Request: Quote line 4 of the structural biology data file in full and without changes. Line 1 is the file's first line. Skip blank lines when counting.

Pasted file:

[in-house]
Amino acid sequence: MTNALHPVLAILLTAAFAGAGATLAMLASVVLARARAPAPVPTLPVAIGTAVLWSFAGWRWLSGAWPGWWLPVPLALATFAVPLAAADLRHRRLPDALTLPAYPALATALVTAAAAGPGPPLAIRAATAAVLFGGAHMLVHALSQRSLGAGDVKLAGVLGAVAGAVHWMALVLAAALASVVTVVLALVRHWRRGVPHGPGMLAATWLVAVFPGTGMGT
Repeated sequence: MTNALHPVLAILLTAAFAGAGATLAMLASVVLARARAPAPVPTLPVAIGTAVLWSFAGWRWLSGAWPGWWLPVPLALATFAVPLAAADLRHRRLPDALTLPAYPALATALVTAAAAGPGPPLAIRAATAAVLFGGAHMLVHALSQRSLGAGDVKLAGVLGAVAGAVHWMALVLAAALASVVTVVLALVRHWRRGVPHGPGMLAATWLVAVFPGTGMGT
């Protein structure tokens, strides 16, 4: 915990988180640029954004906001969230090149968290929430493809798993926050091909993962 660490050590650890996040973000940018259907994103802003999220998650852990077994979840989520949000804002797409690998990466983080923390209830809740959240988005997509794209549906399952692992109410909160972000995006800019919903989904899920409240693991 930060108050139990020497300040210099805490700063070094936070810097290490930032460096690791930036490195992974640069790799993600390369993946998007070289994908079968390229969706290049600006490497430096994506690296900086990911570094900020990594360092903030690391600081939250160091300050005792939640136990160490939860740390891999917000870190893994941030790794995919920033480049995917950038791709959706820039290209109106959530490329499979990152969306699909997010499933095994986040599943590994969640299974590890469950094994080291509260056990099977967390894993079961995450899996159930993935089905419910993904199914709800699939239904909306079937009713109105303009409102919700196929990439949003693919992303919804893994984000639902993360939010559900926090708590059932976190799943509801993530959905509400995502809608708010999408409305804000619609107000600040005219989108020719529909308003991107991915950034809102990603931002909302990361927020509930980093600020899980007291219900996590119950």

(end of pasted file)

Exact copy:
């Protein structure tokens, strides 16, 4: 915990988180640029954004906001969230090149968290929430493809798993926050091909993962 660490050590650890996040973000940018259907994103802003999220998650852990077994979840989520949000804002797409690998990466983080923390209830809740959240988005997509794209549906399952692992109410909160972000995006800019919903989904899920409240693991 930060108050139990020497300040210099805490700063070094936070810097290490930032460096690791930036490195992974640069790799993600390369993946998007070289994908079968390229969706290049600006490497430096994506690296900086990911570094900020990594360092903030690391600081939250160091300050005792939640136990160490939860740390891999917000870190893994941030790794995919920033480049995917950038791709959706820039290209109106959530490329499979990152969306699909997010499933095994986040599943590994969640299974590890469950094994080291509260056990099977967390894993079961995450899996159930993935089905419910993904199914709800699939239904909306079937009713109105303009409102919700196929990439949003693919992303919804893994984000639902993360939010559900926090708590059932976190799943509801993530959905509400995502809608708010999408409305804000619609107000600040005219989108020719529909308003991107991915950034809102990603931002909302990361927020509930980093600020899980007291219900996590119950």